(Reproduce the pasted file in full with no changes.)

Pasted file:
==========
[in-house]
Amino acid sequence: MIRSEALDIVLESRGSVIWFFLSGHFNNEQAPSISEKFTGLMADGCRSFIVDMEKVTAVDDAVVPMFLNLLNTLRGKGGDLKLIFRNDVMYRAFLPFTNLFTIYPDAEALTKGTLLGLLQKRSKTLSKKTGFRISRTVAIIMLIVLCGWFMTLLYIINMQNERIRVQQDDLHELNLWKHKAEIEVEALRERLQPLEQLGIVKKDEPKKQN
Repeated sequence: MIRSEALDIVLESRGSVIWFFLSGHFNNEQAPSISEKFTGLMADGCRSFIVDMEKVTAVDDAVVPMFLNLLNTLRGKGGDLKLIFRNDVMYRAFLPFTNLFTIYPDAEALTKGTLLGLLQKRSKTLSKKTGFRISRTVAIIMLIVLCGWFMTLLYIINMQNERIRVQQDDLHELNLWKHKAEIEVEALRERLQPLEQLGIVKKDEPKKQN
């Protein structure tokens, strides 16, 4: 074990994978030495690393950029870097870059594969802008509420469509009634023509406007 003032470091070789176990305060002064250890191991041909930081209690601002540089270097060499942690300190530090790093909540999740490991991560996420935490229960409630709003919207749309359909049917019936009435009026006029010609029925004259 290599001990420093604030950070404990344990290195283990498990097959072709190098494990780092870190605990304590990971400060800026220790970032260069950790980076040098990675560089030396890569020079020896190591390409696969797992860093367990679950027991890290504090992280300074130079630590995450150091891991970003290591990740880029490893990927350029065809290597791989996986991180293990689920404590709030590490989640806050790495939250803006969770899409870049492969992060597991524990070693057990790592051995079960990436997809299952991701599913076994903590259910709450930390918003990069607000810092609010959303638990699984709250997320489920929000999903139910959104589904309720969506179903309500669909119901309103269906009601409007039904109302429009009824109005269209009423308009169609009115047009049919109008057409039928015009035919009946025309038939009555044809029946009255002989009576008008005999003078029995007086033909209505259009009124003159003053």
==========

[in-house]
Amino acid sequence: MIRSEALDIVLESRGSVIWFFLSGHFNNEQAPSISEKFTGLMADGCRSFIVDMEKVTAVDDAVVPMFLNLLNTLRGKGGDLKLIFRNDVMYRAFLPFTNLFTIYPDAEALTKGTLLGLLQKRSKTLSKKTGFRISRTVAIIMLIVLCGWFMTLLYIINMQNERIRVQQDDLHELNLWKHKAEIEVEALRERLQPLEQLGIVKKDEPKKQN
Repeated sequence: MIRSEALDIVLESRGSVIWFFLSGHFNNEQAPSISEKFTGLMADGCRSFIVDMEKVTAVDDAVVPMFLNLLNTLRGKGGDLKLIFRNDVMYRAFLPFTNLFTIYPDAEALTKGTLLGLLQKRSKTLSKKTGFRISRTVAIIMLIVLCGWFMTLLYIINMQNERIRVQQDDLHELNLWKHKAEIEVEALRERLQPLEQLGIVKKDEPKKQN
């Protein structure tokens, strides 16, 4: 074990994978030495690393950029870097870059594969802008509420469509009634023509406007 003032470091070789176990305060002064250890191991041909930081209690601002540089270097060499942690300190530090790093909540999740490991991560996420935490229960409630709003919207749309359909049917019936009435009026006029010609029925004259 290599001990420093604030950070404990344990290195283990498990097959072709190098494990780092870190605990304590990971400060800026220790970032260069950790980076040098990675560089030396890569020079020896190591390409696969797992860093367990679950027991890290504090992280300074130079630590995450150091891991970003290591990740880029490893990927350029065809290597791989996986991180293990689920404590709030590490989640806050790495939250803006969770899409870049492969992060597991524990070693057990790592051995079960990436997809299952991701599913076994903590259910709450930390918003990069607000810092609010959303638990699984709250997320489920929000999903139910959104589904309720969506179903309500669909119901309103269906009601409007039904109302429009009824109005269209009423308009169609009115047009049919109008057409039928015009035919009946025309038939009555044809029946009255002989009576008008005999003078029995007086033909209505259009009124003159003053």